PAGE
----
When playing around with the Python interpreter, I stumbled upon this conflicting case regarding the
>>> def func():
... a = 1000
... b = 1000
... return a is b
>>> a = 1000
>>> b = 1000
>>> a is b, func()
As the reference manual states:
A block is a piece of Python program text that is executed as a unit. The following are blocks: a module, a function body, and a class definition. Each command typed interactively is a block.
This is why, in the case of a function, you have a single code block which contains a single object for the numeric literal
id(a) == id(b) will yield
In the second case, you have two distinct code objects each with their own different object for the literal
id(a) != id(b).
Take note that this behavior doesn't manifest with
int literals only, you'll get similar results with, for example,
float literals (see here).
Of course, comparing objects should (except for explicit
is None tests ) should always be done with the equality operator
== and not
Everything stated here applies to the most popular implementation of Python, CPython. Other implementations might differ so no assumptions should be made when using them.
For the function
Along with all other attributes, function objects also have a
__code__ hook to allow you to peek into the compiled bytecode for that function. Using
dis.code_info we can get a nice pretty view of all stored attributes in a code object for a given function:
>>> print(dis.code_info(func)) Name: func Filename: <stdin> Argument count: 0 Kw-only arguments: 0 Number of locals: 2 Stack size: 2 Flags: OPTIMIZED, NEWLOCALS, NOFREE Constants: 0: None 1: 1000 Variable names: 0: a 1: b
We're only interested in the
Constants entry for function
func. In it, we can see that we have two values,
None (always present) and
1000. We only have a single int instance that represents the constant
1000. This is the value that
b are going to be assigned to when the function is invoked.
Accessing this value is easy via
func.__code__.co_consts and so, another way to view our
a is b evaluation in the function would be like so:
>>> id(func.__code__.co_consts) == id(func.__code__.co_consts)
Which, ofcourse, will evaluate to
True because we're refering to the same object.
For each interactive command:
As noted previously, each interactive command is interpreted as a single code block: parsed, compiled and evaluated independently.
We can get the code objects for each command via the
>>> com1 = compile("a=1000", filename="", mode="exec") >>> com2 = compile("b=1000", filename="", mode="exec")
For each assignment statement, we will get a similar looking code object which looks like the following:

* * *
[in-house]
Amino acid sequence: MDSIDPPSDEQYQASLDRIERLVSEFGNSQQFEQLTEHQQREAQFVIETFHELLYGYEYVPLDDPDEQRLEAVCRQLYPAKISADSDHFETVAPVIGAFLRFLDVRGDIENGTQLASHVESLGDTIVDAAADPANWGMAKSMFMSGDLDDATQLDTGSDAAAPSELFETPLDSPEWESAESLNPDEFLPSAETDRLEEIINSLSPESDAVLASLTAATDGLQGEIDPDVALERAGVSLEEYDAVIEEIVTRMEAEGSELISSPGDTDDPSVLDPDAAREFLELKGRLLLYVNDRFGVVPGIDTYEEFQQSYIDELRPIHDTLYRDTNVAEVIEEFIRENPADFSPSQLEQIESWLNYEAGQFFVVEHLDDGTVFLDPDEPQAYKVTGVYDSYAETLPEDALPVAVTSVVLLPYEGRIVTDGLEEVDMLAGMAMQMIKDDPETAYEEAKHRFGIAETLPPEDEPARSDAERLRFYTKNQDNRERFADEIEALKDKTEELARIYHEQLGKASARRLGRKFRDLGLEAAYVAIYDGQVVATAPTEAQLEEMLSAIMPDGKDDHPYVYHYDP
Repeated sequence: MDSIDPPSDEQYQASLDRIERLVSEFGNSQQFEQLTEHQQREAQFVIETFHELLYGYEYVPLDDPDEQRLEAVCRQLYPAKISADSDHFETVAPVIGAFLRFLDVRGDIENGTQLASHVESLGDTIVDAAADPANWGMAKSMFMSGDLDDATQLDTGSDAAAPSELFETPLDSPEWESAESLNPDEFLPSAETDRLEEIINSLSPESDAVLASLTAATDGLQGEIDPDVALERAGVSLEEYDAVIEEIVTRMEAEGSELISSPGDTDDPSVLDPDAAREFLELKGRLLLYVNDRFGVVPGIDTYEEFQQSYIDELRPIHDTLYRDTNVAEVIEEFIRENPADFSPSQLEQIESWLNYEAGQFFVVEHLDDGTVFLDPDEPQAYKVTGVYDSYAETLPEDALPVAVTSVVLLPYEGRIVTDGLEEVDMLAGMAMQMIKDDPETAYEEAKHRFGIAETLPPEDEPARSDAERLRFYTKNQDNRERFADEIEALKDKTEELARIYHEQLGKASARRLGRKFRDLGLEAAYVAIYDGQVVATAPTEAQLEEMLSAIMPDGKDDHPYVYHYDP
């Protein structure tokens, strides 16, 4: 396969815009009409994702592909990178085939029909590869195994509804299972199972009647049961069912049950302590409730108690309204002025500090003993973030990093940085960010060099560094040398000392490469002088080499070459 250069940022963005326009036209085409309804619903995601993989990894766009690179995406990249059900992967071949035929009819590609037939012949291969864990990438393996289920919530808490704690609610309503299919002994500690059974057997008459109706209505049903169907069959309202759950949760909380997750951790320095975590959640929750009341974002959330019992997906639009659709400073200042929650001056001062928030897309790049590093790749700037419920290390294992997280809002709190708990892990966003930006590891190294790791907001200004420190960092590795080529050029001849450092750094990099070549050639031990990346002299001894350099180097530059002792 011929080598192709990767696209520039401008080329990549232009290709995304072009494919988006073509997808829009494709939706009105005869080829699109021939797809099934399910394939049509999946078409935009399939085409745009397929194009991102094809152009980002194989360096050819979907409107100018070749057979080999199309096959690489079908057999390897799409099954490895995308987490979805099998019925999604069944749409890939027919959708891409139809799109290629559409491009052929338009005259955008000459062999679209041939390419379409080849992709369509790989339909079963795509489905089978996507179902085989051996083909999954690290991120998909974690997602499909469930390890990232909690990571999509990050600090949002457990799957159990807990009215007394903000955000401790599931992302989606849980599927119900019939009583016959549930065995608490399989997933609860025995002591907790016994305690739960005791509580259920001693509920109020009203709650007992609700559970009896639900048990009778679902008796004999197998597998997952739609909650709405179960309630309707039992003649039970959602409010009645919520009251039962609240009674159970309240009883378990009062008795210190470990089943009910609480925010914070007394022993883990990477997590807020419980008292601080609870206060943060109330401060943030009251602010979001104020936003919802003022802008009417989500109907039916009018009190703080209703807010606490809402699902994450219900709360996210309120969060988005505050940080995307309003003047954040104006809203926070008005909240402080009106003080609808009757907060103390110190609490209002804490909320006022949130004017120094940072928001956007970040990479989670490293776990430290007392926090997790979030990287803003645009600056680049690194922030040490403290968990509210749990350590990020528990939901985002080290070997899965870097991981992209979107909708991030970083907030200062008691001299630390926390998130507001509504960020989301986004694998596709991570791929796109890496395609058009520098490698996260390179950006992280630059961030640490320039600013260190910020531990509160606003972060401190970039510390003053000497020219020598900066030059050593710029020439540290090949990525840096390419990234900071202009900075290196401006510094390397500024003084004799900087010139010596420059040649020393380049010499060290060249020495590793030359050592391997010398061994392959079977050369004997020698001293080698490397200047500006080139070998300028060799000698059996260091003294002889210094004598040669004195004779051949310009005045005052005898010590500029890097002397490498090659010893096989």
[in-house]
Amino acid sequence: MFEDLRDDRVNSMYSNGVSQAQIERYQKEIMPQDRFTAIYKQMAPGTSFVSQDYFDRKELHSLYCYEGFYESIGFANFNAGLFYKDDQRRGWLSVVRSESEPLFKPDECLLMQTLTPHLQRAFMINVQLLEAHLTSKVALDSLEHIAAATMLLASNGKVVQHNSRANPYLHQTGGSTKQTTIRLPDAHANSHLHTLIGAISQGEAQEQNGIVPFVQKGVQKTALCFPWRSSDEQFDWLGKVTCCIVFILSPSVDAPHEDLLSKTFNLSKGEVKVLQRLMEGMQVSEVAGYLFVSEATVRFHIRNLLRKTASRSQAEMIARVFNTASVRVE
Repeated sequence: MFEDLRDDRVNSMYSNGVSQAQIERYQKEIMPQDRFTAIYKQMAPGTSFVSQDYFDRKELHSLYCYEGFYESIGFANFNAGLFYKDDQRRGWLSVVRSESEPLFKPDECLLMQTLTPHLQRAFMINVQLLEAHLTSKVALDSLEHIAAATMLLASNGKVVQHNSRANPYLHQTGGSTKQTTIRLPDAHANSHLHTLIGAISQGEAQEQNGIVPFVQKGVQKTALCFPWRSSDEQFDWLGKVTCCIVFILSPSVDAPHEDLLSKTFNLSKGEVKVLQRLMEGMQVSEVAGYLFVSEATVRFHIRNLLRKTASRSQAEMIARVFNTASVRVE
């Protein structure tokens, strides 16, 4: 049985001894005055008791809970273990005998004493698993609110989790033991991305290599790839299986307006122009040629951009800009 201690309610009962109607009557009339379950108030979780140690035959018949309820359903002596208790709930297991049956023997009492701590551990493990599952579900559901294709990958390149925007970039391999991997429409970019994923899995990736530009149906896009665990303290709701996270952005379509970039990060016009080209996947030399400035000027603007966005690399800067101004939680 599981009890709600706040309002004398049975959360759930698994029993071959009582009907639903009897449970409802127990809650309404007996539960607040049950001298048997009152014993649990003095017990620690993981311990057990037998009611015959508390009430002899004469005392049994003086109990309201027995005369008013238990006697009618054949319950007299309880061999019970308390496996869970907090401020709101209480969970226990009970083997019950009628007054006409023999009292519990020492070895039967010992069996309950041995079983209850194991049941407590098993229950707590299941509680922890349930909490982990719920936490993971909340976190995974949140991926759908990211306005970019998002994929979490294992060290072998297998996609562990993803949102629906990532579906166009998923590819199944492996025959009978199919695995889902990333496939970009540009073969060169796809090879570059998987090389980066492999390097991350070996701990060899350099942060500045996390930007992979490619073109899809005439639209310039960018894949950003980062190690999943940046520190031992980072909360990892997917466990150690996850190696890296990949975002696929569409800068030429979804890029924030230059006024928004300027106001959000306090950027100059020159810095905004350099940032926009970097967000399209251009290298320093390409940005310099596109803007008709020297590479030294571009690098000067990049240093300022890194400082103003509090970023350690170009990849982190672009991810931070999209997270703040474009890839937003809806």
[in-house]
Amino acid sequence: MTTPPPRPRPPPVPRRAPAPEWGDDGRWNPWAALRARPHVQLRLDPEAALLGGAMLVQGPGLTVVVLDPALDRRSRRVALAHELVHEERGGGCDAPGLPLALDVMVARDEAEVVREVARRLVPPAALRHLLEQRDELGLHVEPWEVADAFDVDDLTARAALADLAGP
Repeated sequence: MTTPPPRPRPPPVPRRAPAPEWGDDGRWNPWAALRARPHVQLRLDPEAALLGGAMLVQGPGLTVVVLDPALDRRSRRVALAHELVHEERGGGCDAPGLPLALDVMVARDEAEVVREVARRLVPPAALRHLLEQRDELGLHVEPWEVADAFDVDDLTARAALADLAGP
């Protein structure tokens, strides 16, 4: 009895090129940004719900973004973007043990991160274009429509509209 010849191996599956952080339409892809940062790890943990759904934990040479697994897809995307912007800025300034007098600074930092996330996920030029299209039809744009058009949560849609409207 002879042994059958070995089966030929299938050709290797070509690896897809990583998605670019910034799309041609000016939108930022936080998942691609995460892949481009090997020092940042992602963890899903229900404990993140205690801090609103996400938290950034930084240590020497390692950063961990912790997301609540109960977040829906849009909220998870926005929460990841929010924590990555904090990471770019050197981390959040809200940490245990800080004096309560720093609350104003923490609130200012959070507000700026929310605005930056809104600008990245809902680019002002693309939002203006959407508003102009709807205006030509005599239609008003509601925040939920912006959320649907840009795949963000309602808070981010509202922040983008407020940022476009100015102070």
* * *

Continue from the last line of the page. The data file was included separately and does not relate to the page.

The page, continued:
>>> print(dis.code_info(com1)) Name: <module> Filename: Argument count: 0 Kw-only arguments: 0 Number of locals: 0 Stack size: 1 Flags: NOFREE Constants: 0: 1000 1: None Names: 0: a
The same command for
com2 looks the same but, has a fundamental difference, each of the code objects
com2 have different int instances representing the literal
1000. This is why, in this case, when we do
a is b via the
co_consts argument, we actually get:
>>> id(com1.co_consts) == id(com2.co_consts) False
Which agrees with what we actually got.
Different code objects, different contents.
Note: I was somewhat curious as to how exactly this happens in the source code and after digging through it I believe I finally found it.
/* snippet for brevity */ u->u_lineno = 0; u->u_col_offset = 0; u->u_lineno_set = 0; u->u_consts = PyDict_New(); /* snippet for brevity */
This assures that duplicate items (like
1000 which appeas twice in the function
func) will only get stored once.
See @Raymond Hettinger's answer below for a bit more on this.
Chained statements will evaluate to an identity check of
It should be more clear now why exactly the following evaluates to
>>> a = 1000; b = 1000; >>> a is b
In this case, by chaining the two assignment commands together we tell the interpreter to compile these together. As in the case for the function object, only one object for the literal
1000 will be created resulting in a
True value when evaluated.
Execution on a module level yields
As previously mentioned, the reference manual states that:
... The following are blocks: a module ...
So the same premise applies: we will have a single code object (for the module) and so, as a result, single values stored for each different literal.
The same doesn't apply for mutable objects:
Meaning that unless we explicitly initialize to the same mutable object (for example with a = b = ), the identity of the objects will never be equal, for example:
a = ; b =  a is b # always returns false
Again, in the documentation this is specified:
after a = 1; b = 1, a and b may or may not refer to the same object with the value one, depending on the implementation, but after c = ; d = , c and d are guaranteed to refer to two different, unique, newly created empty lists.